June 30, 2016

WEEK 2 SECRET ART: Five Artworks with Secret Political Messages

Home / The Hub / WEEK 2 SECRET ART: Five Artworks with Secret Political Messages

In honor of our intriguing upcoming production Caught (August 17 – September 18), our theme at the Hub this week is SECRET ART. Today we’re looking at five of our favorite contemporary artworks that contain secretly embedded political messages. Enjoy!

1. Yang Yongliang’s Viridescence series (2014)

Yang Yongliang is a young Chinese artist, trained in traditional calligraphy. At first glance, his 2014 collection of digital artworks, titled Viridesence, appear to be serene landscapes in the classic Chinese style, complete with iridescent green mountains and hovering mist. However, when you zoom into the image, you discover that the paintings are actually composite digital images of modern China – the jagged cliffs are made up of skyscrapers, telephone lines and construction rubble.

The political thrust of Viridescence is pretty self-evident: Yongliang is making a powerful statement about the destruction of the Chinese natural environment in favor of aggressive urbanization and superfluous construction. “The development of our cities is at the expense of nature, Yang says. “Modern life is comfortable and convenient, but we rarely think about what we exchange for that.” Check out his amazing Viridesence series here.

2. Nelson Shank’s Bill Clinton Portrait (2006)

In 2006, portraitist Nelson Shank admitted that he had included a secret reference to the Monica Lewinsky scandal in his official White House portrait for Bill Clinton. Shank explained that the shadow cast on the mantlepiece behind Clinton was actually shaped like Lewinsky’s infamous dress. With this work, Shank joins the ranks of American artists who have exploited their commercial connections with the political establishment in order to create political art (check out our earlier hub post here about Jill Greenberg’s controversial Portraits of John McCain).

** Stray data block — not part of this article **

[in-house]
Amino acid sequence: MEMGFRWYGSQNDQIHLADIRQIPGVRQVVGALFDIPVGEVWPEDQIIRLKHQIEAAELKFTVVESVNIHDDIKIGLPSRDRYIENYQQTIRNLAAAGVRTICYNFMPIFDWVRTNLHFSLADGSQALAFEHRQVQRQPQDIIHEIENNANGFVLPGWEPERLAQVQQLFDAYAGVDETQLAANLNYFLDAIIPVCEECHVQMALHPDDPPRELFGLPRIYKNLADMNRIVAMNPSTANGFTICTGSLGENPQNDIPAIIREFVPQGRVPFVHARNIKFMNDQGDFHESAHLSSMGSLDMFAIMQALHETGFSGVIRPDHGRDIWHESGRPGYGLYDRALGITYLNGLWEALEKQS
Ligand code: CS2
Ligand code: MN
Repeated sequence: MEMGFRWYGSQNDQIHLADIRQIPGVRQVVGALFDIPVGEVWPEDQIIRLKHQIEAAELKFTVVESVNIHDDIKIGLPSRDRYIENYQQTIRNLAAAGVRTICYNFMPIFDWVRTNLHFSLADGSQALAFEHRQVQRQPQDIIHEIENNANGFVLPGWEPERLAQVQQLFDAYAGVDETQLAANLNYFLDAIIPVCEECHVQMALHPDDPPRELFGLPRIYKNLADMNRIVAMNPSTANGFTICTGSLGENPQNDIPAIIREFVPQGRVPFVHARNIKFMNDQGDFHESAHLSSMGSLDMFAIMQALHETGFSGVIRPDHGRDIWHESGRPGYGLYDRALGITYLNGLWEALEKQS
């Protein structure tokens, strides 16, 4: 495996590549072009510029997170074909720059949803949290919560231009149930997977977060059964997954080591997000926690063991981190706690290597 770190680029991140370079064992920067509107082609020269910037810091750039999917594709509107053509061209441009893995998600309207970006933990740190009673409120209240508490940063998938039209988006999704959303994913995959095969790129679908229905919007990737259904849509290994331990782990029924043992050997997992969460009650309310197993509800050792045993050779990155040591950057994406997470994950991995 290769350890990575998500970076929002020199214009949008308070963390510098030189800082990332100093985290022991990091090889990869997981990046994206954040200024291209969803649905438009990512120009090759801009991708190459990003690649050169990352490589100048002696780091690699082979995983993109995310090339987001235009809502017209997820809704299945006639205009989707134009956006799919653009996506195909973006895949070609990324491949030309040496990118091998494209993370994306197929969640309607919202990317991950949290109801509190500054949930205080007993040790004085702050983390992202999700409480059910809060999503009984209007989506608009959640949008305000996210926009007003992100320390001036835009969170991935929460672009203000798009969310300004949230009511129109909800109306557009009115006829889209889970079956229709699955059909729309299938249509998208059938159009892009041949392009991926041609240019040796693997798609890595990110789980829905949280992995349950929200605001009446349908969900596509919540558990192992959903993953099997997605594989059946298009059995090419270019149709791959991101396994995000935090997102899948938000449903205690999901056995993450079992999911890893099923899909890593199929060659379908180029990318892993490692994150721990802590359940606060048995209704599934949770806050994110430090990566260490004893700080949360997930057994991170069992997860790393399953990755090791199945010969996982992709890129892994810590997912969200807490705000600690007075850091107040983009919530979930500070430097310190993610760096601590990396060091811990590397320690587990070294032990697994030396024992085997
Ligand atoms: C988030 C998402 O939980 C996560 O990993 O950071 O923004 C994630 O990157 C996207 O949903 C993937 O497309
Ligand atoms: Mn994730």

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3. Diego Rivera’s Man, Controller of the Universe (1934)

For the newly built Rockefeller Center, wealthy magnate Nelson Rockefeller commissioned Mexican artist Diego Rivera to paint a mural titled Man at the Crossroads. However, he did not anticipate that Rivera’s mural would include a heroic depiction of Russian communist leader Vladimir Lenin.

Photo courtesy of flickr.com.

Photo courtesy of flickr.com

Rockefeller quickly had the mural destroyed, so Rivera repainted it in Mexico City. In the new version, Rivera added not only a larger image of Lenin, but also a hidden insult to Rockefeller. In the upper left hand corner of the mural, Rivera placed a portrait Rockefeller’s father next to a seemingly innocuous series of scientific symbols. However, the bacterial cell directly above Rockefeller Snr.  is actually syphilis; a subtle jab at his infamous womanizing. 

4. Wangechi Mutu’s Misguided Little Unforgivable Hierarchies (2005)

Wangechi Mutu’s fantastical collage art often contains encoded political messages in the physical textures of her materials. In Misguided Little Unforgivable Hierarchies,” Mutu creates a phantasmic image of a woman and child from a wide range of texts and images, including Victorian medical illustrations, fashion magazine cutouts, and painted-on reptilian skin. While the image itself is surreal and equivocal, it is Mutu’s materials that endow the work with political resonance, evoking her potent themes of cross-racialism, objectification of the female body, and social injustice in the African diaspora.

5. Yuki Katsura’s Teiko (1952)

Katsura’s “Teiko” (“Resistance”) is generally considered to be a commentary on the Subversive Activities Prevention Law, one which curtailed political activism in Japan following the Bloody May Day riots of 1952. This hidden political message only emerges, however, when the painting is turned 90 degrees. As it was exhibited, Teiko seemingly depicts three subjects: an impassive face, a person clinging to a bird’s leg and a crab. However when the painting is turned, it looks dramatically different. The human subject appears to be screaming as the crab pulls his or her long hair, a powerful iconographic statement against the Japanese government’s suppression of personal liberty. 

Author: buzzadmin
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